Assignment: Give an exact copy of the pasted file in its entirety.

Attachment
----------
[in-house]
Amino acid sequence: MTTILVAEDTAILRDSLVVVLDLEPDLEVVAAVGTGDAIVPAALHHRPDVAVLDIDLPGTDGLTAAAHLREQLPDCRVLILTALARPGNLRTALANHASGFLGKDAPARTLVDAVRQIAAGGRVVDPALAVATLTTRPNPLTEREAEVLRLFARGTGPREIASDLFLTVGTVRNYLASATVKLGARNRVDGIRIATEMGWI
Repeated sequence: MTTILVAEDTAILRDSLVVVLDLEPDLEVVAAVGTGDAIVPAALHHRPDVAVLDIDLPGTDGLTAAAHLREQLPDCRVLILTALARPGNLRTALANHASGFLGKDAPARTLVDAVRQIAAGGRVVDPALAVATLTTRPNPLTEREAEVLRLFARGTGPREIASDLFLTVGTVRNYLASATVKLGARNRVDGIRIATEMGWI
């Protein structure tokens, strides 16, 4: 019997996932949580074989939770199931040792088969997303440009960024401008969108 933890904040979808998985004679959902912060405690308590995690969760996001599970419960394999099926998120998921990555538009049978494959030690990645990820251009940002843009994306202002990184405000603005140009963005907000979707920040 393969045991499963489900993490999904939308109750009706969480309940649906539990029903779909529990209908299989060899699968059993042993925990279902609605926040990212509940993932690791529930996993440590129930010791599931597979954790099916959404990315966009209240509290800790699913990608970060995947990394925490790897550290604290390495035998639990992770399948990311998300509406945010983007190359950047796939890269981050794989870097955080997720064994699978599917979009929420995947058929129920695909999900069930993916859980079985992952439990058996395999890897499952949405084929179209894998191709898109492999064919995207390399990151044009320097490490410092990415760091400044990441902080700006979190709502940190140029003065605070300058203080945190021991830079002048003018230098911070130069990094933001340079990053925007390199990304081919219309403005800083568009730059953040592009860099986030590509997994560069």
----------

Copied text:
[in-house]
Amino acid sequence: MTTILVAEDTAILRDSLVVVLDLEPDLEVVAAVGTGDAIVPAALHHRPDVAVLDIDLPGTDGLTAAAHLREQLPDCRVLILTALARPGNLRTALANHASGFLGKDAPARTLVDAVRQIAAGGRVVDPALAVATLTTRPNPLTEREAEVLRLFARGTGPREIASDLFLTVGTVRNYLASATVKLGARNRVDGIRIATEMGWI
Repeated sequence: MTTILVAEDTAILRDSLVVVLDLEPDLEVVAAVGTGDAIVPAALHHRPDVAVLDIDLPGTDGLTAAAHLREQLPDCRVLILTALARPGNLRTALANHASGFLGKDAPARTLVDAVRQIAAGGRVVDPALAVATLTTRPNPLTEREAEVLRLFARGTGPREIASDLFLTVGTVRNYLASATVKLGARNRVDGIRIATEMGWI
């Protein structure tokens, strides 16, 4: 019997996932949580074989939770199931040792088969997303440009960024401008969108 933890904040979808998985004679959902912060405690308590995690969760996001599970419960394999099926998120998921990555538009049978494959030690990645990820251009940002843009994306202002990184405000603005140009963005907000979707920040 393969045991499963489900993490999904939308109750009706969480309940649906539990029903779909529990209908299989060899699968059993042993925990279902609605926040990212509940993932690791529930996993440590129930010791599931597979954790099916959404990315966009209240509290800790699913990608970060995947990394925490790897550290604290390495035998639990992770399948990311998300509406945010983007190359950047796939890269981050794989870097955080997720064994699978599917979009929420995947058929129920695909999900069930993916859980079985992952439990058996395999890897499952949405084929179209894998191709898109492999064919995207390399990151044009320097490490410092990415760091400044990441902080700006979190709502940190140029003065605070300058203080945190021991830079002048003018230098911070130069990094933001340079990053925007390199990304081919219309403005800083568009730059953040592009860099986030590509997994560069």